A rising tide of commentary attributes the most recent assassination of a scientist connected with Iran’s nuclear or missile programs—and perhaps previous killings of Iranian scientists—to Israel. The Obama Administration has publicly disavowed any involvement in the killings. Today, Mark Perry published an important article, see here, citing multiple current and retired U.S. intelligence officials as saying that what the Iranian government, several other foreign governments, and any number of Western journalists have perceived as clandestine U.S. support for the Balochi separatist group, Jundallah, is, in fact, a “false flag” operation conducted by Israel’s Mossad without Washington’s approval.
We know and respect Mark Perry, and we do not question his reporting on his contacts and conversations with current and former U.S. intelligence officials. However, in order to assess U.S. involvement in the ongoing covert war against the Islamic Republic, it is important to put Mark’s story in a wider context. We have written, on multiple occasions, see here, here and here, about America’s dangerous dance with Jundallah and, more broadly, anti-Iranian covert action. That the Obama Administration is now trying to distance itself from some aspects of this dance, by fobbing it off on Israel (to be sure, anything but an innocent party), does not extricate it from its past decisions or current actions.
First, that Israel was (and still may be) conducting a false flag operation using Jundallah to carry out lethal attacks inside Iran does not say anything, in itself, about possible U.S. support for the group. Prior Western media reporting on the issue indicates that U.S. support for Jundallah was “indirect”—meaning that, as with Nicaraguan contras in the 1980s, Washington relied on third parties to deliver funding to Jundallah. Moreover, Perry’s sources say that, since the United States learned about this Israeli false flag operation, neither the Bush Administration nor the Obama Administration has done anything to convey its displeasure to Israel. So, one must ask, just how displeased is official Washington?
Second, Washington’s handling of Jundallah’s designation as a foreign terrorist organization remains highly suspicious. Mark’s sources, as well as our own contacts, in the U.S. government, indicate that U.S. intelligence has had sufficient information on Jundallah to warrant its designation as a foreign terrorist organization for years. Yet, both the George W. Bush Administration and the Obama Administration refrained from doing so. In fact, the Obama Administration reviewed the question in detail in February 2009 and again later that year. But, while the Administration designated the Kurdish separatist group PJAK (primarily as a gesture to Turkey, although PJAK has also acted against Iran), it refused to designated Jundallah. U.S. officials have told us that the reason was ongoing interest in maintaining Jundallah as an anti-Iranian card. Washington only designated Jundallah in November 2010, months after Iran had captured and executed its leader.
Third, Mark’s sources say that within weeks of taking office, the Obama Administration “drastically scaled back joint U.S.-Israel intelligence programs targeting Iran.” We are skeptical that this claim is correct; if the Obama Administration had taken such a decision, the Netanyahu government (which took office in 2009), would almost certainly have leaked it as a way of pressuring Washington. But, even if the claim is correct, as the Administration was supposedly ratcheting down its anti-Iranian intelligence activities with Israel, it was ratcheting up its unilateral intelligence activities against the Islamic Republic, primarily through the U.S. military. In May 2010, the New York Times reported on a “Joint Unconventional Warfare Task Force Execute Order”, signed by then CENTCOM commander General David Petraeus in September 2009 authorizing the sending of U.S. Special Operations personnel to Iran “to gather intelligence about the country’s nuclear program” and “identify dissident groups that might be useful for a future military offensive.”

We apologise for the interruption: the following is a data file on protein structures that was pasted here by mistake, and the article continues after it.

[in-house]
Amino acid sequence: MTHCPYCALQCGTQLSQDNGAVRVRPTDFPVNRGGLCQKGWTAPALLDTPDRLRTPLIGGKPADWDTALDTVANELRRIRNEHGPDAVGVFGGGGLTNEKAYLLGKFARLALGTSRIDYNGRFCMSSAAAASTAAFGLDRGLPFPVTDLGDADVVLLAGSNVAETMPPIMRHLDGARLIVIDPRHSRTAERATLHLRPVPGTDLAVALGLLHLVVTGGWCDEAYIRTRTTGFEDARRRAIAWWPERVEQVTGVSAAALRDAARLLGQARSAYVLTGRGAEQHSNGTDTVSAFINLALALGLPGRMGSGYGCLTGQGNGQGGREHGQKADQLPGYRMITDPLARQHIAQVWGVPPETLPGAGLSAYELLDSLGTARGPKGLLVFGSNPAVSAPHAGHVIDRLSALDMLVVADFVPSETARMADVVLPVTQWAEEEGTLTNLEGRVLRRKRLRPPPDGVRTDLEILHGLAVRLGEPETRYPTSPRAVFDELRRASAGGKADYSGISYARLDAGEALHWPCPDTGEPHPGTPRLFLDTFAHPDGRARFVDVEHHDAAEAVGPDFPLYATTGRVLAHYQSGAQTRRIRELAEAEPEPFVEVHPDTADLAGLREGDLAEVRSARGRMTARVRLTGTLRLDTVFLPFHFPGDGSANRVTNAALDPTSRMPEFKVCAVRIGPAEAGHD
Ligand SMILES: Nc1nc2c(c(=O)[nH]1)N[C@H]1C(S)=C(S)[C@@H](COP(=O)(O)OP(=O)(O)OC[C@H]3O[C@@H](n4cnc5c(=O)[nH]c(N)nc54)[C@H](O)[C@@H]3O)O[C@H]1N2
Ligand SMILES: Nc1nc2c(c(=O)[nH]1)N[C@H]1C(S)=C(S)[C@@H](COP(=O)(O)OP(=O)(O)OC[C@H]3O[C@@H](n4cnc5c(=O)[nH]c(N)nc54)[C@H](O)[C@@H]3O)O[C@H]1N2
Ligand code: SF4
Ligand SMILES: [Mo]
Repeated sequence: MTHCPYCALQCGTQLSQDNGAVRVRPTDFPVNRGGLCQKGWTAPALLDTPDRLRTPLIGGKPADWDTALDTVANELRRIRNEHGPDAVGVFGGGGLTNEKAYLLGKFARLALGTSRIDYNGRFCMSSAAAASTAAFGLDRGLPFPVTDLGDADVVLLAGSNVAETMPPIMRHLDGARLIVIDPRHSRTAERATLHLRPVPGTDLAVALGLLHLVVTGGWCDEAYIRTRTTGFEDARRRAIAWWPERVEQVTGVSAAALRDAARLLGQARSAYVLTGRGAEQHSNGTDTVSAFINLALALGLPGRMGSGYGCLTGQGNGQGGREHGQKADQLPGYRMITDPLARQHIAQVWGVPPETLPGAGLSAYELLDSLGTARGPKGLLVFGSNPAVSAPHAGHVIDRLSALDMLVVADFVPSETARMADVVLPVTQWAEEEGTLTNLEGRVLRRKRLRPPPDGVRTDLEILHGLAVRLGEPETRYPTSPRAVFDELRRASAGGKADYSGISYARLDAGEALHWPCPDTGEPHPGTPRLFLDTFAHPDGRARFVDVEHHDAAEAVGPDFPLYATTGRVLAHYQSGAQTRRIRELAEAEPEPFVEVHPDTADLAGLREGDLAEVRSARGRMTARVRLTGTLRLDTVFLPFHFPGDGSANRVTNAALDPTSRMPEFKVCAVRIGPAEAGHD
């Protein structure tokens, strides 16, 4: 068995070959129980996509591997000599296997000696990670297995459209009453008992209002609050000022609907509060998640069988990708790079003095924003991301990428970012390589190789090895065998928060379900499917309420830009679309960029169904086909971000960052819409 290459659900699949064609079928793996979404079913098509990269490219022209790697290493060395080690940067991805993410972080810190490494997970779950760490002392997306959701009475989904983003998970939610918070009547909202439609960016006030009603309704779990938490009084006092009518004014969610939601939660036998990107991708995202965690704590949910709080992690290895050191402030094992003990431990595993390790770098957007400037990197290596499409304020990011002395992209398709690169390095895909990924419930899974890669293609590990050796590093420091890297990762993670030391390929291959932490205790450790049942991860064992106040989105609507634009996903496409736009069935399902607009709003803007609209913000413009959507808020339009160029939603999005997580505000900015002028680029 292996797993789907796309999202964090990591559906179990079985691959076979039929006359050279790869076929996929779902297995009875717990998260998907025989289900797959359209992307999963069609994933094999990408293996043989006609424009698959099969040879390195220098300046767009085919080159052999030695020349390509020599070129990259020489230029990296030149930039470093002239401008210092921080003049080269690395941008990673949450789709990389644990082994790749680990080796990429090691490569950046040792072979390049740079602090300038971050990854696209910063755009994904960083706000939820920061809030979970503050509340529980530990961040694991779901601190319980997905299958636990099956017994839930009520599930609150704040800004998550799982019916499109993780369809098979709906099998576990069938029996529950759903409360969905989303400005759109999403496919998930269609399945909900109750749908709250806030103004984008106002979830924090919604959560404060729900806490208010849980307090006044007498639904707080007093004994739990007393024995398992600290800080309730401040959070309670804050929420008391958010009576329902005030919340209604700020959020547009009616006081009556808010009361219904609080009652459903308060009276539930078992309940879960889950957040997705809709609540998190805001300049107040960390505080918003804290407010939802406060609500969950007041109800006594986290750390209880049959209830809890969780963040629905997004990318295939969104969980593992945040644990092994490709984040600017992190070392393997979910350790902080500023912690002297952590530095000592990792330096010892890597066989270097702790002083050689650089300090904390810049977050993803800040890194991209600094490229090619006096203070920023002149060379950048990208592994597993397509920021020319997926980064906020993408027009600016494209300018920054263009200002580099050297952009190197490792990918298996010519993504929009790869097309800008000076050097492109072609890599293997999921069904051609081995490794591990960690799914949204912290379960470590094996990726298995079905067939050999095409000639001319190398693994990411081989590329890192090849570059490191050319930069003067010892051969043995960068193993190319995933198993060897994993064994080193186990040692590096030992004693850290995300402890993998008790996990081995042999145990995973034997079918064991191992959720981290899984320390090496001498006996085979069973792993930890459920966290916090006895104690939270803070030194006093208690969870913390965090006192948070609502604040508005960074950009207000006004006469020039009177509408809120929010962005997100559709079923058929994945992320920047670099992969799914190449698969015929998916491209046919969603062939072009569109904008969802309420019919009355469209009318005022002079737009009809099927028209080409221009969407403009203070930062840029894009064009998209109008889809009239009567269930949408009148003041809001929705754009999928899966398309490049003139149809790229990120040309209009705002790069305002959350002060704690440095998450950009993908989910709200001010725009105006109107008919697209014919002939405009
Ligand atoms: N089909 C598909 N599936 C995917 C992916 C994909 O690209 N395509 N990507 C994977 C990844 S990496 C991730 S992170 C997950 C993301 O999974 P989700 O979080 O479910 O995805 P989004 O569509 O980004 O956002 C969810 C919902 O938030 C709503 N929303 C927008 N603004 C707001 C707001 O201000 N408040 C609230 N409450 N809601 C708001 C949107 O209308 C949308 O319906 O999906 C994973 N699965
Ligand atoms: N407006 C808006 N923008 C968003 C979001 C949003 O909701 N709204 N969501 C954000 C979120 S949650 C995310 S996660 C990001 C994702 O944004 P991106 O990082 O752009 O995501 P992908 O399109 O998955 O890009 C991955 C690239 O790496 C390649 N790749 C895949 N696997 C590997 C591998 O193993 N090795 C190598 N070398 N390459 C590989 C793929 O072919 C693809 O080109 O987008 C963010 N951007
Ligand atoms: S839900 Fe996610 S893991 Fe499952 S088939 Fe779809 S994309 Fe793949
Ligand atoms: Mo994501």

Since early in Obama’s presidency, we have criticized, see here, his initial decision to continue the anti-Iranian covert programs he inherited from President Bush, comparing his lack of strategic vision to the statesmanship of President Richard Nixon—who, on coming to the White House in 1969, ordered the CIA to stand down from a longstanding covert action program in Tibet, to show Beijing that he was serious about rapprochement with the People’s Republic of China. For all that parts of the Obama Administration are trying to distance themselves from particularly outrageous Israeli operations, Obama’s overall policy on anti-Iranian covert action continues to head in the wrong direction.
And, in terms of distancing itself from outrageous actions, we think that the Obama Administration could very easily show its seriousness on the point. As Paul Pillar points out, see here, “the killing of an individual foreigner overseas, if carried out for a political or policy purpose by either a non-state actor or clandestine agents of a state is an act of international terrorism”, according to U.S. law. So, Secretary of State Clinton should announce that, if the United States identifies any group involved in caring out politically-motivated murders inside Iran, it will designate that group as a foreign terrorist organization. Furthermore, if the United States identifies any foreign government carrying out, instigating, or facilitating politically-motivated murders inside Iran, it will designate that government as a state sponsor of terrorism.
—Flynt Leverett and Hillary Mann Leverett